Loving My Neighbor

0 comments Posted on June 1, 2021

by Lynda MacGibbon

I averted my eyes. I knew I was doing it, so I tried averting my thoughts by walking more quickly to my car, brushing them away as if they were a light dusting of snow. It didn’t work. My thoughts were not so transitory as snow. Thoughts rarely are.

The sight of the homeless man has stayed with me. Wearing only a tattered jacket, he was visibly shivering in the chill of an unseasonably cold spring evening as he stood outside the pharmacy where I’d gone to do a kindness for someone else. He was thin, such a wraith of a man that I wondered if he was subsisting on drugs, if that is why he’d chosen to occupy this particular square of concrete. Maybe he was thinking of robbery. I was afraid and so I hurried on my way, stepping into the shoes of the rabbi, of the priest, which at that moment felt more useful to me than those worn by the Good Samaritan.

It wasn’t until I’d arrived home, and was walking down the hallway toward my warm, safe apartment, that another thought occurred to me. I had a sleeping bag in the trunk of my car. I ought to have offered it to the man. It would have been so easy, had I not let fear direct my steps.

I’ve thought a lot about that man in the weeks since I passed him by. I’ve asked God’s forgiveness for averting my eyes, for in that action I know I disobeyed the Great Commandment. Instead of loving my neighbor, I wilfully ignored him. I’ve asked God to keep working on me, to keep challenging me, to keep helping me choose courage instead of fear.

I’m conscious of the power of fear and how quickly it wraps itself around my heart, restricting my capacity both to give and to receive love. I’ve asked God to help me be the answer to my own prayers, so that I might have the courage to see and to act, not to turn away.

I know God will answer this prayer, not only because it is in alignment with His Great Commandment, but because exactly one week prior to my encounter with the homeless man, God had helped me to choose differently, to live through love, not fear.

On that day, I was heading to a downtown hospital so I could receive my vaccination against the coronavirus. As I gathered all the things I would need—health card, driver’s licence, appointment verification—I tucked two $5 bills into my wallet. I haven’t carried cash much during this pandemic because it’s safer to tap my Visa as a means of payment. Like most people, I’ve been avoiding human touch as much as possible. But on this morning, I knew I would likely encounter homeless people on the street outside the hospital. I wanted to be prepared for that.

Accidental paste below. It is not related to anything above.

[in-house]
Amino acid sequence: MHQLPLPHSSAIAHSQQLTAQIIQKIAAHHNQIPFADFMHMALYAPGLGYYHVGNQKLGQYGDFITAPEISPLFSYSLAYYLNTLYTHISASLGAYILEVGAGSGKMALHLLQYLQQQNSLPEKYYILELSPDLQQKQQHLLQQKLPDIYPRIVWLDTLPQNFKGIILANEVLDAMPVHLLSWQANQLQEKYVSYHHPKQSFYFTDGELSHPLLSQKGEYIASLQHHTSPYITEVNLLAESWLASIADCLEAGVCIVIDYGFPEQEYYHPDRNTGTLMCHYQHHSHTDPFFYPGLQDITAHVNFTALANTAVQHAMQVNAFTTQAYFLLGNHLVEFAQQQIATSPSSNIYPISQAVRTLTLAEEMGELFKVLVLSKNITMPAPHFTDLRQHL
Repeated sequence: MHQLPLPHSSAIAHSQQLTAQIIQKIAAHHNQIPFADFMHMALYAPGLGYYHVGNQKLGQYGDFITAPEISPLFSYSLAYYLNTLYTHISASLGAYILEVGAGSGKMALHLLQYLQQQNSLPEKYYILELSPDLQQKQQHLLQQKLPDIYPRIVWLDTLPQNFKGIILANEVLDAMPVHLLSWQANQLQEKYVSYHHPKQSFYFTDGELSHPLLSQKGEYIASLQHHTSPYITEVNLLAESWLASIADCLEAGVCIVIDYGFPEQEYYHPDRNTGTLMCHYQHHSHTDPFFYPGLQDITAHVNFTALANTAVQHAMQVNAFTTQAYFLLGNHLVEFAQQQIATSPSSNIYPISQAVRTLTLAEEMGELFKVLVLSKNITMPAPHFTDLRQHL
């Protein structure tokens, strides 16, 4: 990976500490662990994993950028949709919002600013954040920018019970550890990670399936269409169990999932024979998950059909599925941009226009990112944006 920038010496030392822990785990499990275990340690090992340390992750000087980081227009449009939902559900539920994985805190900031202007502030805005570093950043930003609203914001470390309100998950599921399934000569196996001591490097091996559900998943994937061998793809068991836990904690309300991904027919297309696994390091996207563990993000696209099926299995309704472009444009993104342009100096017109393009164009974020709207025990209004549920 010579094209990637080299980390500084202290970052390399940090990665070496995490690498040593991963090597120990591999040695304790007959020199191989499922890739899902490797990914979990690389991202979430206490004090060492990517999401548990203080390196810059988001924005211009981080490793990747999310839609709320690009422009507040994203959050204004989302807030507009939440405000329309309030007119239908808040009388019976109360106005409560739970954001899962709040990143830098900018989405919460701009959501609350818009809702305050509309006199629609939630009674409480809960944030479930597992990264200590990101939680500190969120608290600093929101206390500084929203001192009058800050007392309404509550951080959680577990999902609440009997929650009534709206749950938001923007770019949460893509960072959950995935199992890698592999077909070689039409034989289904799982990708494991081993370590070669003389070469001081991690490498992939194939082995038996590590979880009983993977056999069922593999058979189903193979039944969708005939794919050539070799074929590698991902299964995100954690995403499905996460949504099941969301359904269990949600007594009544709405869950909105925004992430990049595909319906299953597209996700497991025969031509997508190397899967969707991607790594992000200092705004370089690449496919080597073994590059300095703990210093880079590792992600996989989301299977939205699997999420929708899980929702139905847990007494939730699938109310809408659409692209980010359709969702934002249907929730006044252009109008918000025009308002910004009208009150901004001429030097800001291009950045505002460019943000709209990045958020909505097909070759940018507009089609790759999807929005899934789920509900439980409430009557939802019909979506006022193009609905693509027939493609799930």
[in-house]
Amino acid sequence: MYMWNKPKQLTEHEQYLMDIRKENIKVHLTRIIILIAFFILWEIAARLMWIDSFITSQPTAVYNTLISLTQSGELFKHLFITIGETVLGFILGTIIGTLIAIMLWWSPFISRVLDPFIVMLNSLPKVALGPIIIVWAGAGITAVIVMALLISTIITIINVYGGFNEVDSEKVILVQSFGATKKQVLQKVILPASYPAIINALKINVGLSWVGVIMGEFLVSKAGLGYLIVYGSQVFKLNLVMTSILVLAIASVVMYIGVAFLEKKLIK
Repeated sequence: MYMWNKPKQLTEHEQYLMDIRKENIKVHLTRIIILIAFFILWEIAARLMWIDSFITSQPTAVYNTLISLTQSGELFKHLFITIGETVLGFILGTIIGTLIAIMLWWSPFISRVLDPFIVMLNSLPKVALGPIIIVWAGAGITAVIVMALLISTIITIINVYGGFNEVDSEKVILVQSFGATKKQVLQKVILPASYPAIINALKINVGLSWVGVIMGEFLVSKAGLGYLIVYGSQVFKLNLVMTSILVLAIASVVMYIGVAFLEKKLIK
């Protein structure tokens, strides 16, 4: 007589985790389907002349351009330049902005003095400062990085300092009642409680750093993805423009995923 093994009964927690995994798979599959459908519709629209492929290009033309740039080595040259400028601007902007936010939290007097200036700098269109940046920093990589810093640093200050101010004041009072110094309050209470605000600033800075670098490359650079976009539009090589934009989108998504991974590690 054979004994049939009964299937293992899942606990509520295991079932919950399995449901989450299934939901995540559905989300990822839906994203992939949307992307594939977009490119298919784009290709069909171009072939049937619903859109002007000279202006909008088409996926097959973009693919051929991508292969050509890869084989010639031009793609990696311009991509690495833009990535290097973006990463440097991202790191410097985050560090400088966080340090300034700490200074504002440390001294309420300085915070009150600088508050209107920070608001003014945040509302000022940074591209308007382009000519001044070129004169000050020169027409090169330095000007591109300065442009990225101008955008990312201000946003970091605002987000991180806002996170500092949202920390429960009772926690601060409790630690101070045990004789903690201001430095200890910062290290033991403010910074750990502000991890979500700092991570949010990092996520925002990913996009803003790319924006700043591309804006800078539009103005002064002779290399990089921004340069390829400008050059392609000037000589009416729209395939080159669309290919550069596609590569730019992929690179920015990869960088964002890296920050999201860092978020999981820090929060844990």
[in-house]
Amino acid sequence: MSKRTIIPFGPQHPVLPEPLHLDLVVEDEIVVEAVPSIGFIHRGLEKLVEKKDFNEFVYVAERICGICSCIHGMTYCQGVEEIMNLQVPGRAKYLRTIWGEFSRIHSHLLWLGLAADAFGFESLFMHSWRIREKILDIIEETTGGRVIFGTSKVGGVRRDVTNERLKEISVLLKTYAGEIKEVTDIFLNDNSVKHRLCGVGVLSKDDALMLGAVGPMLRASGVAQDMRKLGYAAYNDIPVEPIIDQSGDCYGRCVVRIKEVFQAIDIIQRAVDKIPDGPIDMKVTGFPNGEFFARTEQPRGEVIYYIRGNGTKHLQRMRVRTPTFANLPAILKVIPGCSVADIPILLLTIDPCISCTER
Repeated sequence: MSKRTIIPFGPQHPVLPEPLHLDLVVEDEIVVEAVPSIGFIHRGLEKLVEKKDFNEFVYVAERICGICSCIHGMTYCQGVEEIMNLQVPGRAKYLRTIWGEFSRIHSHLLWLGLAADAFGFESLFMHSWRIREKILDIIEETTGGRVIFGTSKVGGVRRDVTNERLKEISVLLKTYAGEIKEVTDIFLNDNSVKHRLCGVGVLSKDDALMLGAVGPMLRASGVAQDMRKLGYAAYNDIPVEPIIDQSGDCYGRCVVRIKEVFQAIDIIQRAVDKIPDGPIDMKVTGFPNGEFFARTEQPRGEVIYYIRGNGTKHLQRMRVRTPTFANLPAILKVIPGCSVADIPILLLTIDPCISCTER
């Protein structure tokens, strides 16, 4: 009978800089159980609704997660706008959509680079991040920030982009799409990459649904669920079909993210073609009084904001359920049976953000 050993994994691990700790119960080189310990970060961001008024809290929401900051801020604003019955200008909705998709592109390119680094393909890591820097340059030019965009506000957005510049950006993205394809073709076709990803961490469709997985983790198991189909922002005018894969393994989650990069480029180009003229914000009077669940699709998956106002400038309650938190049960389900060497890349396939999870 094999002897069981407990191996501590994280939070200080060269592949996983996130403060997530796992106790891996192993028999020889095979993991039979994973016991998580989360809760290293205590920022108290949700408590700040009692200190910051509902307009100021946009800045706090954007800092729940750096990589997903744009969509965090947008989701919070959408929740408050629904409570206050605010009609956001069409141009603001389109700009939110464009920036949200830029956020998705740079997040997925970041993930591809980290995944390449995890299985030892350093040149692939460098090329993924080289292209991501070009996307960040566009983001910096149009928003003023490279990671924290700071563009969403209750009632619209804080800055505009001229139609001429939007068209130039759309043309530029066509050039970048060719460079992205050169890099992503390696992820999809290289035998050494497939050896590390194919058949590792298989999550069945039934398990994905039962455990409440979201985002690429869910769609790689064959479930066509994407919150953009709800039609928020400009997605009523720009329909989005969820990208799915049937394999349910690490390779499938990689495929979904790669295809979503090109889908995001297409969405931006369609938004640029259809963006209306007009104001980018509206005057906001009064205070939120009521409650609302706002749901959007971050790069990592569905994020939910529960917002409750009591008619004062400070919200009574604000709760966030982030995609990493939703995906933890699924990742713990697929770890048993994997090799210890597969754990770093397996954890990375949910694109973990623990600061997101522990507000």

On the morning of my vaccination appointment, I set out with an intention not to avert my eyes, but to be on the lookout for someone who might need a little help. I wanted to be ready to respond.

There were two homeless men on the sidewalk that day, one sitting, a sleeping bag wrapped around his shoulders, the other stretched out, not even his head visible from beneath his blanket. It was, again, a cold, rainy day. Not the sort of weather to be sleeping rough.

Before taking my place in the line outside the hospital, I walked toward the man sitting against the window. I said good morning and he looked up, surprised, then smiled, and returned the greeting. I handed him the $5 bill and he thanked me.

Later, as I exited the hospital, the man was standing up, his sleeping bag still wrapped around his shoulders. He walked toward me, smiling, and said another thank you. I opened my hand to him, the second $5 bill passing between us. “Maybe your friend could use this,” I said, even as I wondered if he would give it up or keep it for himself. But the man quickly stepped away from me, leaned down toward his bundled-up companion and tucked the money under the sleeping bag, close to his friend’s head. “Here, this is for you,” he said, with a kindness in his voice that overwhelms me even now.

“Thank you,” I said to the man whose name I do not know but whose warm brown eyes I still see as I continue to think about him.

“Have a good day,” he offered. And we looked at each other, neither of us averting our eyes. In that moment, he was my neighbor, and I was his.

Two encounters: one driven by fear, the other by love. They are not fleeting. They are lessons. Many years ago, I asked God to teach me what it means to love my neighbor. Apparently, He’s not done teaching me, for I still have much to learn.

Lynda MacGibbon is vice president of People and Culture for InterVarsity Canada. Before working for InterVarsity, she was a journalist for over twenty years. She is the author of My Vertical Neighborhood.

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